I've been somewhat surprised and enthused by the amount of discussion on Christ-centered hermeneutics in recent years. Certainly, this is an important issue.
Yet, I underestimated the amount of interest and passion that hermeneutics would stir up. Why is there resurgence in a discussion primarily about hermeneutics? Perhaps, some of the popularity of the Christ-centered hermeneutic comes from a generation of Christians that long for a more biblically grounded understanding of Scripture.
Interestingly enough, I have found that while many pastors argue for the importance of Christ-centeredness, there is disagreement on what it should look like. For this reason I recently asked several leading pastors and theologians to examine and discuss Christ-Centered preaching at my blog.
- Dr. Daniel Block (Wheaton College)
- Dr. David Murray (Puritan Reformed Theological Seminary)
- Dr. Walt Kaiser (Gordon-Conwell Theological Seminary)
- Dr. Bryan Chapell (Grace Presbyterian in Peoria, IL)
- Appendix One and Two are built from a discussion The Gospel Project we hosted earlier this year. Full audio of the discussion can be found here.
The e-book is a compliation of these essays that we hope will advance the conversation.
In the series, the authors looked at both the strengths and weaknesses of adopting a Christ-centered hermeneutic. Because of the popularity of the series and its usefulness to the local church, we decided to compile the posts into this e-book.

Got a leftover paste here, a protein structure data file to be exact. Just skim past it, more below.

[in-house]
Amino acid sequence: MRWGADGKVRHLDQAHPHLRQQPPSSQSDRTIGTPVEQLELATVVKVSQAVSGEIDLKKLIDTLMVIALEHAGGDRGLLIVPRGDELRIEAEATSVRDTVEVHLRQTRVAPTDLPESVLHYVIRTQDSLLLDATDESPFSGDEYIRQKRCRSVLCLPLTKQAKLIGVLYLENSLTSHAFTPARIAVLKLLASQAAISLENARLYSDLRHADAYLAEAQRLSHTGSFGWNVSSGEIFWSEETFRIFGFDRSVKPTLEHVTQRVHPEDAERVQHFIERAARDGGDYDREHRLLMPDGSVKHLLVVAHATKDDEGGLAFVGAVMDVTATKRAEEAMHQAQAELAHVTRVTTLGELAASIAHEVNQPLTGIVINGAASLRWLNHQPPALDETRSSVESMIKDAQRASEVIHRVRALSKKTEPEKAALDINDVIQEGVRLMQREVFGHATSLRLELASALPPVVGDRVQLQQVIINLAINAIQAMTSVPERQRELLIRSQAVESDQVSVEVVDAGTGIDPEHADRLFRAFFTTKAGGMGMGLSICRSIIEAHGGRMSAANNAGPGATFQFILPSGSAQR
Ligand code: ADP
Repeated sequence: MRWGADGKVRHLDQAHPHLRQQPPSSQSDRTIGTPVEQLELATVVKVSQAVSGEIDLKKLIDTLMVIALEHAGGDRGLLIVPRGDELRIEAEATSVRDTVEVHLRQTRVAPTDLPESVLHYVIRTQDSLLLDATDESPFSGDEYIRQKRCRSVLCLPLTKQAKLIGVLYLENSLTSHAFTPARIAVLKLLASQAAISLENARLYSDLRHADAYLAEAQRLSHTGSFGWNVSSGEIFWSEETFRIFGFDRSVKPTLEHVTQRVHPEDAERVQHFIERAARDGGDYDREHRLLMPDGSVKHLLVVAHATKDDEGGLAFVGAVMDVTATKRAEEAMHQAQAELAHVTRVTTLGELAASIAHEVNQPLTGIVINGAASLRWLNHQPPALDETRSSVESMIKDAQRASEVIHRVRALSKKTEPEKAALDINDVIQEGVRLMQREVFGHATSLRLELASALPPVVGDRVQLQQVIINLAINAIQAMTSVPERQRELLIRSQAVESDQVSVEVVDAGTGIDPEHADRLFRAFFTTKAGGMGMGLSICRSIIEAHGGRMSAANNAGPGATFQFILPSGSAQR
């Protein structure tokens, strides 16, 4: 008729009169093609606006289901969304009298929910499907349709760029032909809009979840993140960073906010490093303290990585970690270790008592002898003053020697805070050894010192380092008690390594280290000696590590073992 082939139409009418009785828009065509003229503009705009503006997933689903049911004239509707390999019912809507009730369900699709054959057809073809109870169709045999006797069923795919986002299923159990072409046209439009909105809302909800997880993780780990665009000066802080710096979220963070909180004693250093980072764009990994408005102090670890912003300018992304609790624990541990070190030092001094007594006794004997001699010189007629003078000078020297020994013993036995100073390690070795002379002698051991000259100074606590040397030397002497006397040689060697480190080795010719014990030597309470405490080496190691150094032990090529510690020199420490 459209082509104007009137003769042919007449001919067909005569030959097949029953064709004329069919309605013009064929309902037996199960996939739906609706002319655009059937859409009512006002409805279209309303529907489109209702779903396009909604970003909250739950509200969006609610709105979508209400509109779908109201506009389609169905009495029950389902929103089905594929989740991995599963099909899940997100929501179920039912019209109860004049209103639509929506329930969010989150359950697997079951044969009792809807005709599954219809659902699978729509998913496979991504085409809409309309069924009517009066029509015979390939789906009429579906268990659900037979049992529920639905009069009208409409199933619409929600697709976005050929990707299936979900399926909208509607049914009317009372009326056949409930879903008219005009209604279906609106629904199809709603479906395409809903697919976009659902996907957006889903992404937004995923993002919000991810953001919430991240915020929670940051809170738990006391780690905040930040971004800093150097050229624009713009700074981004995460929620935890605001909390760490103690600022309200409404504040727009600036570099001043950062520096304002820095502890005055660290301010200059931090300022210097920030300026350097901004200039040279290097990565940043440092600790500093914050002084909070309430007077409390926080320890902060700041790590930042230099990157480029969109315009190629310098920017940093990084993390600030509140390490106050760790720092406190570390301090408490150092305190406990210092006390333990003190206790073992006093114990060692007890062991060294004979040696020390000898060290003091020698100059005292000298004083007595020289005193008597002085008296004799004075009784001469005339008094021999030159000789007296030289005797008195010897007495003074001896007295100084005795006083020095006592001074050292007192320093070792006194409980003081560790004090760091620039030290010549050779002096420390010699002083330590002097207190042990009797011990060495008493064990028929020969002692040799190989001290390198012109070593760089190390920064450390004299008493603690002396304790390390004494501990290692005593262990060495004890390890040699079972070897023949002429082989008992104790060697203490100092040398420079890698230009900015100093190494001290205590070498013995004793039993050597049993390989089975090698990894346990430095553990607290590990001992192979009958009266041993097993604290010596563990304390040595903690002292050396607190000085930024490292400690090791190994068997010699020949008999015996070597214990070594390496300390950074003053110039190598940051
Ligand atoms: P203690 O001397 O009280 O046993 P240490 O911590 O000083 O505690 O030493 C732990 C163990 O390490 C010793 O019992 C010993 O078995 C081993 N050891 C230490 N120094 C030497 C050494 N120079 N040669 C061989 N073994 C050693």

This series was prompted by the question: How should we point to Jesus in our teaching? As general editor of The Gospel Project, a small group curriculum for all ages that promises to show Christ in all the Scripture, this is a question that I've come back to again and again. The team of people working on The Gospel Project believe (as I do) that we should indeed be Christ-centered in our biblical interpretation, but that this Christ-centeredness must be built on balanced hermeneutical principles.
- We believe that without Jesus, your message is not Christian.
- We believe that authorial intent matters. The canonical context should not supersede the original context.
- We avoid the tendency to moralize or allegorize Old Testament stories.
We have found that much of the discussion on Christ-centered preaching is about hermeneutics and the problems we encounter when we embrace one method to the exclusion of everything else. We've personally benefited from each of the scholars who have joined this conversation. We all desire to be focused on Christ and to interpret His Word responsibly and accurately. Our prayer is that this e-book will aid us in doing just that.